The Corner

White House

An Outstanding Choice for National Security Adviser

U.S. Special Presidential Envoy for Hostage Affairs Robert C. O’Brien ( TT News Agency/Fredrik Persson/Reuters)

I’ve known Robert O’Brien for over ten years, socialized with him, and worked with him in a variety of different political and policy endeavors. He and I share an instinctive enthusiasm for strong tools of American power, especially the armed forces, and especially the Navy.

O’Brien is an inspired choice for national security adviser. To understand why, it’s necessary to  understand what the job is and what it isn’t.

The national security adviser is a staff position: a tremendously important staff job to be sure, but still a staff job. The NSA is not a statutory officer with statutory authority. In fact, the position of National Security Adviser wasn’t even mentioned in the original National Security Act in 1947. I don’t believe it’s in the statutes even today.

That’s why the national security adviser isn’t a Senate confirmable position; it’s also why the NSA doesn’t testify before Congressional authorizing or oversight committees. He’s the president’s personal staff.  His advice and opinions are by definition covered by executive privilege.

The NSA isn’t in the national chain of command; he doesn’t sign orders or execute the law; he has no direct legal authority except over his own subordinate staff in the White House. In fact, it was only with the advent of Henry Kissinger in the Nixon Administration that people in Washington even paid much attention to who the NSA was.

So if you ask for the job description of the NSA, the answer is, both technically and practically:  whatever the president wants it to be. The president could eliminate the job if he wanted.

That said, there is a classic model for the NSA that has evolved over time and that most administrations subscribe to in one form or the other.

The primary responsibility of the national security adviser is to assure a timely and effective two-way flow of information, and decisions, between those who are statutory national security principals and the president. In short, the NSA organizes the president’s regular access to, and control over, the national security process.

Typically, the NSA also has a role in making sure that the executive departments are carrying out the president’s policy, but that shouldn’t be or become the same thing as trying to run the departments. One of the criticisms of the Obama national security staff was that it interfered with the day to day functioning at State and Defense.

Of course the NSA offers his own views if and when the president wants to hear them, and because of his proximity to the Oval Office, he has tremendous influence. But that influence has to be managed carefully or the NSA can become a target of fire, and not just from outside the administration, as many NSAs have found out.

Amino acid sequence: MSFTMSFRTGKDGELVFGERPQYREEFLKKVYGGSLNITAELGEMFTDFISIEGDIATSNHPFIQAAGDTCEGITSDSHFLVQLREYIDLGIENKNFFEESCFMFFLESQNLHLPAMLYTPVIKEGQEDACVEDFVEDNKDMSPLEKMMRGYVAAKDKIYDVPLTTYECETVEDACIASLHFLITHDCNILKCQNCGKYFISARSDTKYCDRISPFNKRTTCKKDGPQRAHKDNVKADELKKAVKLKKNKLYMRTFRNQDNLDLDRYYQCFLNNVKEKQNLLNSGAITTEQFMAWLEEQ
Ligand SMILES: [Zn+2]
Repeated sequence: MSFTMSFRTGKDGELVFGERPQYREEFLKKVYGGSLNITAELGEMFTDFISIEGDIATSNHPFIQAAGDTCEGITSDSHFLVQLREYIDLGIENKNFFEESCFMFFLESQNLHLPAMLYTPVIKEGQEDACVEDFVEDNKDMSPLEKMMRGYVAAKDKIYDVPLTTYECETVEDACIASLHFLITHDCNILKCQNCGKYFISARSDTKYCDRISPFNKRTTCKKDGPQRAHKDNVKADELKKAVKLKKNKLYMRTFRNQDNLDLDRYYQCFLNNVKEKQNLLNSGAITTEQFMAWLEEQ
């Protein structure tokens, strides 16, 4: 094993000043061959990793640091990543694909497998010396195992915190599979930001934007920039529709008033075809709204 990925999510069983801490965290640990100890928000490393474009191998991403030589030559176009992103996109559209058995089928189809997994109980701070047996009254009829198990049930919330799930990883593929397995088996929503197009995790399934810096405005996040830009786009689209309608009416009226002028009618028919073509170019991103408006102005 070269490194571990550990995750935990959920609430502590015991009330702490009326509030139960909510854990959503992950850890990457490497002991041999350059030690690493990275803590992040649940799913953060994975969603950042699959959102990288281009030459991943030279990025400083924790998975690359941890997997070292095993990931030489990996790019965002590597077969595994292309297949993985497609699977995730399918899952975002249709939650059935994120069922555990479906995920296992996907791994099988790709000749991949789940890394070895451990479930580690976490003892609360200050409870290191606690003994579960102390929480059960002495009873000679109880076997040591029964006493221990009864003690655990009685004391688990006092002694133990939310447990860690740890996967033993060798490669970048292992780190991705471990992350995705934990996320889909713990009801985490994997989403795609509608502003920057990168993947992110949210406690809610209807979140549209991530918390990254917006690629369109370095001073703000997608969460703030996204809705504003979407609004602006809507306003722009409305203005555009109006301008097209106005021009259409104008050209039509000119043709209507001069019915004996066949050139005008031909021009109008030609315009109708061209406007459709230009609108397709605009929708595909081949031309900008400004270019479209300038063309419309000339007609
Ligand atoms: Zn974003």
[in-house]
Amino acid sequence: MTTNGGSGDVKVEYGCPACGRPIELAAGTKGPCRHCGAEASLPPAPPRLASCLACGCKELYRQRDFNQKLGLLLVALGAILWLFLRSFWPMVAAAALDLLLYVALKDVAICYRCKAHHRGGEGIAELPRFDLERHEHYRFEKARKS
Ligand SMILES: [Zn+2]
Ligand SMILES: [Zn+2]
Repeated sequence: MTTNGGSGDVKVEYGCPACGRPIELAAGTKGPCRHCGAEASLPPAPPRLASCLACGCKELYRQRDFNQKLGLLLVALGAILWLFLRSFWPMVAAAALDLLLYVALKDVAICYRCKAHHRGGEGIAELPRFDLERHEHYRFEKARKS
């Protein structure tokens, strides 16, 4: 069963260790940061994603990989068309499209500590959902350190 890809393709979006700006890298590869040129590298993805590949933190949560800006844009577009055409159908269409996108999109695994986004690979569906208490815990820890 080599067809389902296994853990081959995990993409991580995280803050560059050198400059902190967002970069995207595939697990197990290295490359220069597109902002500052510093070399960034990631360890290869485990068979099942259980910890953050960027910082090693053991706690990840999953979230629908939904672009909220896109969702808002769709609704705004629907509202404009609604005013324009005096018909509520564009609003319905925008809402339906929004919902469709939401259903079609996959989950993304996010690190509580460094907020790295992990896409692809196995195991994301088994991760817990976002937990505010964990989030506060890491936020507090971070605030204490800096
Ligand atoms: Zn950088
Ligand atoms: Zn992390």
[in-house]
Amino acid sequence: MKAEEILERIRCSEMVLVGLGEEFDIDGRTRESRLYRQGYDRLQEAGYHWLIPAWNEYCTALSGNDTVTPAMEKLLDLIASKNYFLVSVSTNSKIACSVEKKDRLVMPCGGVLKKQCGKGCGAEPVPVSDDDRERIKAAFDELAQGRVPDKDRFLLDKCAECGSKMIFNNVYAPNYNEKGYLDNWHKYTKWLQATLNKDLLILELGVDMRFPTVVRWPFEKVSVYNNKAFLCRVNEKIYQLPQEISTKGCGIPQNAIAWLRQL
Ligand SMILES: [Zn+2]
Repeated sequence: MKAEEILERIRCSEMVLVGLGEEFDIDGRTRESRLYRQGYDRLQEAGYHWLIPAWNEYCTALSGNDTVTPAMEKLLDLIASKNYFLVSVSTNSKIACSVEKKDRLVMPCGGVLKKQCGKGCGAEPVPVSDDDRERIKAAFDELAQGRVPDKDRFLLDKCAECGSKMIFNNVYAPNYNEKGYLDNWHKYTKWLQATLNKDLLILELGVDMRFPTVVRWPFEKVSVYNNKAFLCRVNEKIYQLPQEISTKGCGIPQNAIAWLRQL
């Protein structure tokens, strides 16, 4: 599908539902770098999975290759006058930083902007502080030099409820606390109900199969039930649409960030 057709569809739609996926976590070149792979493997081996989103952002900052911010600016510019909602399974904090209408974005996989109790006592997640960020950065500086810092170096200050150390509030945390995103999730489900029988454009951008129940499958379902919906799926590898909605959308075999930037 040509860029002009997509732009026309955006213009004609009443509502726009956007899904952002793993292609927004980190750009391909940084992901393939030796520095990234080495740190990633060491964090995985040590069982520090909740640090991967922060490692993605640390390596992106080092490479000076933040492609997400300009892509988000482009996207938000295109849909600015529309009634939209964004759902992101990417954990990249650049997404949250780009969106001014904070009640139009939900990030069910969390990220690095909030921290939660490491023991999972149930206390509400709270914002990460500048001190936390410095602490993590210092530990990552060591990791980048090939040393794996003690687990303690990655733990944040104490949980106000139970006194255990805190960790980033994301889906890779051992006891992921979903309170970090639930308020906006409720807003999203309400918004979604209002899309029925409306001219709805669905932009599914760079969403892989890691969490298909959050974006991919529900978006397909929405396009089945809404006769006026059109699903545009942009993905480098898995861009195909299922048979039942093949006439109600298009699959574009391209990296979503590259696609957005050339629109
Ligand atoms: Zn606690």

So a good national security adviser needs to do an incredible amount of work quickly, to process enormous flows of information and organize the key points for the president, and to be, and be seen as, an honest broker by the actors who run the State Department, the Defense Department, the CIA, and the other national security agencies. He must make the decision train run on time, under tremendous pressure, and keep his head when everybody else is losing theirs. Typically the NSA also defends the administration policy in the press and helps sell the policy to other actors in Washington.

Those tasks are well suited to O’Brien’s skill set and temperament. He has a prodigious capacity for work and the ability to adapt quickly to new domains and platforms. That’s why he was able to succeed as the Special Envoy for Hostage Affairs, where he was instrumental in bringing home a dozen American hostages — one of President Trump’s personal priorities, and no doubt what brought O’Brien’s abilities to Trump’s attention.

Like all good litigators, O’Brien learns his brief quickly and thinks well on his feet. He has a lot of experience dealing with the press and handling tough interviews, he can conduct, or manage, arguments without getting personal, and his training has acculturated him to representing the opinions and interests of his client, who in this case will be the president.

O’Brien will be criticized for having a foreign policy resume that is not as deep as some other NSAs. I think that’s an advantage. His perspective will be fresher and more independent than it would be if he was aligned with any camp, and he won’t hesitate to ask tough questions challenging the status quo on behalf of the president. I think he’ll be able to do that without embarrassing any of the big players, but if O’Brien has to expose a weakness in order to better serve his boss, he’ll do it without any qualms.

O’Brien is an affable character with a sunny disposition, but it would be a serious mistake for anyone to underestimate his toughness.

Knowing O’Brien as I do, I’m certain that he will throw himself heart and soul into the position, and that he is looking forward to the challenge President Trump has asked him to undertake. The country, and the president, will be the beneficiaries. Donald Trump has the toughest job in Washington, but he just made it a little easier by picking Robert O’Brien as his national security adviser.

Jim Talent is a former U.S. senator for Missouri and a senior fellow at the Bipartisan Policy Center.

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